Unpublished Data Provides Insight into Inner-Workings of Multiple Sclerosis Drug

Alemtuzumab treats relapsing forms of multiple sclerosis, but is accompanied with a 50% risk of secondary autoimmune diseases.

Through a Freedom of Information Act request, scientists from Queen Mary University of London (QMUL) gained access to datasets from the phase 3 trial of alemtuzumab (Lemtrada).

The FDA approved alemtuzumab as a disease-modifying therapy for patients with relapsing forms of multiple sclerosis (MS). It is approved in more than 60 countries and used by more than 12,000 patients worldwide.

But due to serious risks of autoimmune conditions, infusion reactions, and malignancies, alemtuzumab received a boxed warning and is now only available through a US restricted program called Lemtrada Risk Evaluation and Mitigation Strategy (REMS). The risk of developing secondary autoimmune diseases is nearly 50%.

“The use of alemtuzumab should generally be reserved for patients who have had an inadequate response to 2 or more drugs indicated for the treatment of MS,” the FDA wrote.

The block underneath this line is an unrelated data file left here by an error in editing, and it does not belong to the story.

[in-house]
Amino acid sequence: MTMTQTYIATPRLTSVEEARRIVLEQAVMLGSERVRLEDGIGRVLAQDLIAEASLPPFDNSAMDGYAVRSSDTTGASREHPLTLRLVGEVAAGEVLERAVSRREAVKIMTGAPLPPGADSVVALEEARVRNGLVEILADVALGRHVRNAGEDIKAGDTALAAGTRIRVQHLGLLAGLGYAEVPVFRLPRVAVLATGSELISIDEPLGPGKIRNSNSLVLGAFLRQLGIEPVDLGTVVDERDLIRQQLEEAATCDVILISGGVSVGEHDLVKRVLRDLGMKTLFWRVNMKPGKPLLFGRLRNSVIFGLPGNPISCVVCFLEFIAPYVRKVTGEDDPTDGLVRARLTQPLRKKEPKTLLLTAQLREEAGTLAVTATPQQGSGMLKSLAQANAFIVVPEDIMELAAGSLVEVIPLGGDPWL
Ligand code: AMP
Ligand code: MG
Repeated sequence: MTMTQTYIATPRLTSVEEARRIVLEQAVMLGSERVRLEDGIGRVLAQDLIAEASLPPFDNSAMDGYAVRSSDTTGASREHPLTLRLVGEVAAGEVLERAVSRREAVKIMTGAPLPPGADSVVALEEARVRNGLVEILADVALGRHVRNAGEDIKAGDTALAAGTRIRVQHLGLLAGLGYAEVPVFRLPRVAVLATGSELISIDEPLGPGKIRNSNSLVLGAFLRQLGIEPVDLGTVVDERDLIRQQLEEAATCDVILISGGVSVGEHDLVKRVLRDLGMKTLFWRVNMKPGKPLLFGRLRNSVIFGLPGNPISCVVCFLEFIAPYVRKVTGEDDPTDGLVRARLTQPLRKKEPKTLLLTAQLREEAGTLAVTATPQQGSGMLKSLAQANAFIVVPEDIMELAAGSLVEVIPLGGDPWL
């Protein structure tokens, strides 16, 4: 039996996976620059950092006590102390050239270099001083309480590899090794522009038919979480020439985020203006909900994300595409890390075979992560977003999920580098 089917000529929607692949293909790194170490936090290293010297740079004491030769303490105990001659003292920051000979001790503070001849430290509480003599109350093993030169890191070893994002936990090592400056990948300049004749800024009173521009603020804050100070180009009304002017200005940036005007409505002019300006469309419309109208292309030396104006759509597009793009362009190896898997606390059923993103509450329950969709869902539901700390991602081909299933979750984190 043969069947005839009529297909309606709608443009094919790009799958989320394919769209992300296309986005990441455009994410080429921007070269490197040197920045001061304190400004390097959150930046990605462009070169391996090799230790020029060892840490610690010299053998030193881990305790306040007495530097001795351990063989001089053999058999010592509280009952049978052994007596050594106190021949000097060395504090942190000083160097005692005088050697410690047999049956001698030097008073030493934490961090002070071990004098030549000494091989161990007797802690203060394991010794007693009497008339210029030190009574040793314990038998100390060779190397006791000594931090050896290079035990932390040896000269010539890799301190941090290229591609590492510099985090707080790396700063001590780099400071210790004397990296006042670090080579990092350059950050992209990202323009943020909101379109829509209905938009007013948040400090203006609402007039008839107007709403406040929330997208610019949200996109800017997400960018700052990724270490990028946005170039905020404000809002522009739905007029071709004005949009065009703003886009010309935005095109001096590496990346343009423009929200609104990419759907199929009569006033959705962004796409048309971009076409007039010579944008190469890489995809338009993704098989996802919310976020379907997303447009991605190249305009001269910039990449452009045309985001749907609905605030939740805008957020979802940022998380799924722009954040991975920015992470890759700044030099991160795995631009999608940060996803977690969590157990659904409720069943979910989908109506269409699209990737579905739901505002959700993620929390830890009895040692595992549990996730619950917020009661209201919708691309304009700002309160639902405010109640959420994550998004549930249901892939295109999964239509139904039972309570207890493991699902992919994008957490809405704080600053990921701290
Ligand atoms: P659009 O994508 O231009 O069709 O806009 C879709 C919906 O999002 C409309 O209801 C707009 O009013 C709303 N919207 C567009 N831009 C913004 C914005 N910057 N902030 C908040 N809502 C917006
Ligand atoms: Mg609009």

After receiving the data from the European Medicines Agency, the scientists analyzed and interpreted the results. Published in JAMA Neurology, the study showed a significant and rapid repopulation of a subset of B cells in the absence of successful cell regulation.

However, controlling this “B cell subset overshoot” after alemtuzumab is administrated, and until T cell regulation recovers, might reduce the risk of secondary autoimmune diseases and improve the medication.

Another finding was the loss of memory B cells, which could offer a new explanation for why alemtuzumab is effective in patients with MS, according to the authors.

“We were very surprised to find such important information on B cell dynamics were only partially described and remained unpublished, even though they were observed and analyzed several years ago following the pivotal phase 3 trials,” said lead author Dr Klaus Schmierer. “Interrogating the original data from a different perspective opened our minds to alternative explanations. This made us discard the science dogma that we think is leading people to look in the wrong place for solutions.

“There remain some unanswered questions, based on what we saw. This shows us why it is important for total transparency and total access to all anonymous trial data. Whilst we appreciate release of data is part of the drug-marketing process, it is in the public interest that all information collected is made unconditionally available, within a reasonable time frame.”